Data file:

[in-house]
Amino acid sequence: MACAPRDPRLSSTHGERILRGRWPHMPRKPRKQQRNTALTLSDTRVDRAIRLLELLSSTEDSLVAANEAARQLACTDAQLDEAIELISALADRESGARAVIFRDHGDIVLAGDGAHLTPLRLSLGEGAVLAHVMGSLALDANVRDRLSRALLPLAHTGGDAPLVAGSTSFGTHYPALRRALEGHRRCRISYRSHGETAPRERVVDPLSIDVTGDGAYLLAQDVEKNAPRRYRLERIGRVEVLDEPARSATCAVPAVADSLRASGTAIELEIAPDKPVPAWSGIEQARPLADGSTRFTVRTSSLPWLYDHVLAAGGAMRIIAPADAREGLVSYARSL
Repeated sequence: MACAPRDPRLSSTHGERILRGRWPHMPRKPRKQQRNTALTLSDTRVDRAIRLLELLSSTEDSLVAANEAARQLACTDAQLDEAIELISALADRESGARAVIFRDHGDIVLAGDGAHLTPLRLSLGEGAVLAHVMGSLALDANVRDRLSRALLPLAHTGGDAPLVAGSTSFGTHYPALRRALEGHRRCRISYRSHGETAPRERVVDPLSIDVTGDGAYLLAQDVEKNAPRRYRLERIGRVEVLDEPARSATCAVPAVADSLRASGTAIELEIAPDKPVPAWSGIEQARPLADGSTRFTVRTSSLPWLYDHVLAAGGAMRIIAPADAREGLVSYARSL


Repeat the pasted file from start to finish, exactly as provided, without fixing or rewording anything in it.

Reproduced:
[in-house]
Amino acid sequence: MACAPRDPRLSSTHGERILRGRWPHMPRKPRKQQRNTALTLSDTRVDRAIRLLELLSSTEDSLVAANEAARQLACTDAQLDEAIELISALADRESGARAVIFRDHGDIVLAGDGAHLTPLRLSLGEGAVLAHVMGSLALDANVRDRLSRALLPLAHTGGDAPLVAGSTSFGTHYPALRRALEGHRRCRISYRSHGETAPRERVVDPLSIDVTGDGAYLLAQDVEKNAPRRYRLERIGRVEVLDEPARSATCAVPAVADSLRASGTAIELEIAPDKPVPAWSGIEQARPLADGSTRFTVRTSSLPWLYDHVLAAGGAMRIIAPADAREGLVSYARSL
Repeated sequence: MACAPRDPRLSSTHGERILRGRWPHMPRKPRKQQRNTALTLSDTRVDRAIRLLELLSSTEDSLVAANEAARQLACTDAQLDEAIELISALADRESGARAVIFRDHGDIVLAGDGAHLTPLRLSLGEGAVLAHVMGSLALDANVRDRLSRALLPLAHTGGDAPLVAGSTSFGTHYPALRRALEGHRRCRISYRSHGETAPRERVVDPLSIDVTGDGAYLLAQDVEKNAPRRYRLERIGRVEVLDEPARSATCAVPAVADSLRASGTAIELEIAPDKPVPAWSGIEQARPLADGSTRFTVRTSSLPWLYDHVLAAGGAMRIIAPADAREGLVSYARSL